Thursday, December 19, 2013

Protecting Proprietary Information

Government contractors have always been reluctant to provide the Government with data and information that it considers proprietary. Its a natural reaction. After all, who really knows what happens to information once it gets sucked into the bowels of the Government bureaucracy. Is it passed around? Is it carelessly left unprotected for anyone to view/copy/steal? Is it given to competitors?

In our experience, Government contractors do not have too much to be concerned about. Government employees are trained and instructed to protect all contractor data - regardless of whether the data contains protective markings. Data provided to auditors for example, get bound into folders and stuffed into filing cabinets for a few years, then boxed and sent to a Federal Records Center for a few more years, then destroyed. There is very little risk that contractor proprietary data will get into the wrong hands. There is less risk that if the information should leak out, it would irreparably harm the contractor.

There was one case many years ago where Congress requested contractor proprietary information from Defense Contract Management Agency (DCMA) that was subsequently publicized in a Congressional hearing. The contractor protested loudly and for a long time afterward, there was a lot of mistrust whenever DCAA or DCMA requested proprietary information necessary to perform its work.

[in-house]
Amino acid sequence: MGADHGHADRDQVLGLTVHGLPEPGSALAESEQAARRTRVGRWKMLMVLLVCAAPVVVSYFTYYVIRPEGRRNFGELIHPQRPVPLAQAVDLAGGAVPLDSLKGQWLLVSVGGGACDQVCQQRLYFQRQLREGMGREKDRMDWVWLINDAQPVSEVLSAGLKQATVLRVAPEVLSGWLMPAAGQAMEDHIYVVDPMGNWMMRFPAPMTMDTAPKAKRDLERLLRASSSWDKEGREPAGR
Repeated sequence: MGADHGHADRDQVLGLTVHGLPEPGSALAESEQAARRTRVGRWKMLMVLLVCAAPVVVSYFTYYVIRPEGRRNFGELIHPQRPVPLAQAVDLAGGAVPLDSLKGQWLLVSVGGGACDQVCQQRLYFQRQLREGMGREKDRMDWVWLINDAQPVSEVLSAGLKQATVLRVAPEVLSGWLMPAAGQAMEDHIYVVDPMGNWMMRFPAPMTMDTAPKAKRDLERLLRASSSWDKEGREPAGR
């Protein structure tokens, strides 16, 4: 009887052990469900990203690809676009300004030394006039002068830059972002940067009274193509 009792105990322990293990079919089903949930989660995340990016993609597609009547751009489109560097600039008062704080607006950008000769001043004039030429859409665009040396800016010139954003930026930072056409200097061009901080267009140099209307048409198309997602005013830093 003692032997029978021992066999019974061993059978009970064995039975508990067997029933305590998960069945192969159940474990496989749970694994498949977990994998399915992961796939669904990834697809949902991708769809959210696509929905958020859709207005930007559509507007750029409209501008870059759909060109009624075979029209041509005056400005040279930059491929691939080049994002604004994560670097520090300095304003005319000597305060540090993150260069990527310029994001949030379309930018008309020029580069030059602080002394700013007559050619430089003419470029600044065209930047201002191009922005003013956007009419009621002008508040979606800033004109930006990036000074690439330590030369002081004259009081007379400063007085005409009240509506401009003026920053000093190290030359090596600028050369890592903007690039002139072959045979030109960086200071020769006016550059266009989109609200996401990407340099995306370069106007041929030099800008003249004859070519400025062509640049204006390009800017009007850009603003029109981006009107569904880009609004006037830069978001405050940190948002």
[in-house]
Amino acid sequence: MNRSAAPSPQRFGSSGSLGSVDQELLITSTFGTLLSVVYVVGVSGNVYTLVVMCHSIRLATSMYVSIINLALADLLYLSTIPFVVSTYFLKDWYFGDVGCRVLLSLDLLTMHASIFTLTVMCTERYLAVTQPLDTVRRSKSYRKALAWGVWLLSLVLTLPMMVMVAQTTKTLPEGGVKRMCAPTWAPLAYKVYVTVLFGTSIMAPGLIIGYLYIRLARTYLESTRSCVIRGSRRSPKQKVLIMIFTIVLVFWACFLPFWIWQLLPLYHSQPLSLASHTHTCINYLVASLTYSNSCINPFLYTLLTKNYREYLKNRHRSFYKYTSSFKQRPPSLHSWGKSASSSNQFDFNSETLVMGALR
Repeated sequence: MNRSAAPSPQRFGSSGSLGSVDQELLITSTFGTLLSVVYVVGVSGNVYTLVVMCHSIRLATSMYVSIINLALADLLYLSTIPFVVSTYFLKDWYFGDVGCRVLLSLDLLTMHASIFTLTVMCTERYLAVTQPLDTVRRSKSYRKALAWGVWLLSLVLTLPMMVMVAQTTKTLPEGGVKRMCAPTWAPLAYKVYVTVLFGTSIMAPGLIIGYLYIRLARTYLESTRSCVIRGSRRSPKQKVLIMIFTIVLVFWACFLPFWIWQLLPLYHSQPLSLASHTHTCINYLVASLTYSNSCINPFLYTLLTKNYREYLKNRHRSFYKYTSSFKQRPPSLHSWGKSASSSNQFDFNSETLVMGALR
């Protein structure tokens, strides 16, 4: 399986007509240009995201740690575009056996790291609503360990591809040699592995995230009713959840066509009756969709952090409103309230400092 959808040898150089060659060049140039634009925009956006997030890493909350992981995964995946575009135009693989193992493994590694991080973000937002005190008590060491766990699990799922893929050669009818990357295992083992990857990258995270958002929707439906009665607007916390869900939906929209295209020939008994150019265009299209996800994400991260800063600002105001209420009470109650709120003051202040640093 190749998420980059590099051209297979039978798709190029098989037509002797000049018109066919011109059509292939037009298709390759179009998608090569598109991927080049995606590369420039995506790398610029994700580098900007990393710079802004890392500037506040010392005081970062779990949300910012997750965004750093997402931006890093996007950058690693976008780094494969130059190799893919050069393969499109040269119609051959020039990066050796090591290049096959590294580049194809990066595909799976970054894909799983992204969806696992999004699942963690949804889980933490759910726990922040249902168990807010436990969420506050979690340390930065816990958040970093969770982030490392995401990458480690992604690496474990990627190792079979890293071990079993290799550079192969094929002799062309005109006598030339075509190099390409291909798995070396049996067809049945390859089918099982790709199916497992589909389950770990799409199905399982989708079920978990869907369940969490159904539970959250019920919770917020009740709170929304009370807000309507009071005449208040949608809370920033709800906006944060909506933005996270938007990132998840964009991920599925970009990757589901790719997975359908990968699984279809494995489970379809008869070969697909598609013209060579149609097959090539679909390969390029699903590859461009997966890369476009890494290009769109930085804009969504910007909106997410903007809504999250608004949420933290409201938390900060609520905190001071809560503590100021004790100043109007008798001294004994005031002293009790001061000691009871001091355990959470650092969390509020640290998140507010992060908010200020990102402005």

Anyone who releases proprietary information to an unauthorized party, risks fines and jail time. The law pertaining to unauthorized disclosure of contractor information, and penalties for violation thereof, is contained in 18 USC 1905:
Whoever, being an office or employee of the United States or of any department or agency thereof, any person acting on behalf of the Office of Federal Housing Enterprise Oversight, or agent of the Department of Justice as defined in the Antitrust Civil Process Act, or being an employee of a private sector organization who is  or was assigned to an agency under chapter 37 of title 5, publishes, divulges, discloses, or makes know in any manner or to any extent not authorized by law any information coming to him in the course of his employment or official duties or by reason af any examination or investigation made by, or return, report or record made to or filed with, such department or agency or officer or employee thereof, which information concerns or relates to the trade secrets, processes, operations, style of work, or apparatus, or to the identity, confidential statistical data, amount or source of any income, profits, losses or expenditures of any person, firm, partnership, corporation, or association; or permits any income return or copy thereof or any book containing any abstract or particulars thereof to be seen or examined by any person except as provided by law, shall be fined under this title, or imprisoned not more than one year, or both; and shall be removed from office or employment.
One last thing. Contractors who object to providing routinely requested information will sometimes pique an auditor's curiosity. Auditors might wonder what the contractor is trying to hide and they'll dig a little deeper than they might otherwise have. That's called "risk assessment".

No comments:

Post a Comment